Keith Hale succeeded where many had failed when he convinced the Rupert Brooke Trust to allow him to edit a collection of the poet's letters that had been sealed for eighty years due to their homosexual themes. That edition, Friends and Apostles, was published by Yale University Press. Hale's first two books also were groundbreaking: His novel Clicking Beat on the Brink of Nada, first published in the Netherlands and immediately banned in the United Kingdom during Margaret Thatcher's Operation Tiger, remains unique in its treatment of teen homosexuality, socialism, and existentialism. Hale also published the first and only account of gay life in the Balkans before the walls of Communism crumbled in his travelogue In the Land of Alexander. A fourth book, Torn Allegiances, deals with gays in the military. Hale also has published essays on Dickens, Rumi, Sa'di, Hafiz, David Garnett, and gay Philippine literature.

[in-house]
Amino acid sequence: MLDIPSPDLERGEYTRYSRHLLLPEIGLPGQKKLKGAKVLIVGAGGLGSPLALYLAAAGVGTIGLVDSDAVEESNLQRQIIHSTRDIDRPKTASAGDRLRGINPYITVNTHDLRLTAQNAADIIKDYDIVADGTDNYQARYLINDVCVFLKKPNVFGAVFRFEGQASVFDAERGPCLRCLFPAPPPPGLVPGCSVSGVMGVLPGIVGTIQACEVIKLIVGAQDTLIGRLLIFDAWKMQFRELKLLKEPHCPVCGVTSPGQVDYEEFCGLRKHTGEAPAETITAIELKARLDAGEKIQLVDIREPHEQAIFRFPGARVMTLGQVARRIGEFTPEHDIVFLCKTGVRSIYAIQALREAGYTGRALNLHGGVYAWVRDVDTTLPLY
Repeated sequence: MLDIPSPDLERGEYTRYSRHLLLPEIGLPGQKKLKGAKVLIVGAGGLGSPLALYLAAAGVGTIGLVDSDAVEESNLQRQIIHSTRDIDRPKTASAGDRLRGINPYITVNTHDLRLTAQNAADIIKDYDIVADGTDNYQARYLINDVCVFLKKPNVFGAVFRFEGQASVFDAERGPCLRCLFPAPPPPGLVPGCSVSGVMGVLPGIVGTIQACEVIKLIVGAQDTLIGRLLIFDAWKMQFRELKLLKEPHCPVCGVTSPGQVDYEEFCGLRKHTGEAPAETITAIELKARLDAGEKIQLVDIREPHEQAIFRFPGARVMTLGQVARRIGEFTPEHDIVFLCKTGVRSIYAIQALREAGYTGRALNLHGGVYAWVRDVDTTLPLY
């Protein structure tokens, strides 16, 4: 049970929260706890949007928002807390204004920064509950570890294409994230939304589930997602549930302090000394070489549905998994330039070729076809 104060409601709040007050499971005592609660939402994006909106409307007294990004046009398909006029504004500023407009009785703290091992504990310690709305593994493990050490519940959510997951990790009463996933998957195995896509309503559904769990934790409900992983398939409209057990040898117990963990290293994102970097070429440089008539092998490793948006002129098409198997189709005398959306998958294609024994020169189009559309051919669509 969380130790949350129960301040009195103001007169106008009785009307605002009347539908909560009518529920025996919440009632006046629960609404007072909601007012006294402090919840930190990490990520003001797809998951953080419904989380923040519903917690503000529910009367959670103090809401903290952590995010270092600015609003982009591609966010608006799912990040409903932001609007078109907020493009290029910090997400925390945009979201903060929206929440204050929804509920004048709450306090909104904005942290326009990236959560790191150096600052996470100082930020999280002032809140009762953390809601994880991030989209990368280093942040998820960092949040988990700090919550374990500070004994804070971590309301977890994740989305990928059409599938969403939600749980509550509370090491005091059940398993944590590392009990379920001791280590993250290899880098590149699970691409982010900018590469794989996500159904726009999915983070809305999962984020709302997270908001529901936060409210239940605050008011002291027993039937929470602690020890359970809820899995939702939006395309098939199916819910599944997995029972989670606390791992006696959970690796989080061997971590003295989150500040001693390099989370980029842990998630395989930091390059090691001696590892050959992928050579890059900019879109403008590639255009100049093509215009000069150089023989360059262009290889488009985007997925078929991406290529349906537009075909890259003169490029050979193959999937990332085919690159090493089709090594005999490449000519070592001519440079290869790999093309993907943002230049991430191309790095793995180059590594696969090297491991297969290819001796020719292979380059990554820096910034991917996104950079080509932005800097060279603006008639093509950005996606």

I think the GLBT novel that sticks in my mind is “Clicking Beat On The Brink Of Nada”, by Keith Hale. Because oh, my gosh that book just took my breath away. I read that, probably, before I was published. Maybe even before I decided to write. It does show up prominently in that first chapter of my first book, “Crossing Borders”, where the character Tristan is trying to get picked up at a bookstore. It may even be the reason I write. I guess I had a simple desire to eradicate the literary presumption that being GLBT means you end up miserable in the end, alone, or insane or eaten by cannibals or something. Jeez. I kept thinking about my kids, and how I’d want them represented in books if they were gay. (Jury’s still out on that BTW, because they’re young) There are all those young adult books about falling in love and being asked to prom and living happily ever after. I thought, “BLEEP this”. I need to write a romance for kids who are feeling same gender attraction where the boy gets the boy or the girl gets the girl at the end and it’s a GOOD THING. --Z.A. Maxfield( Further Readings )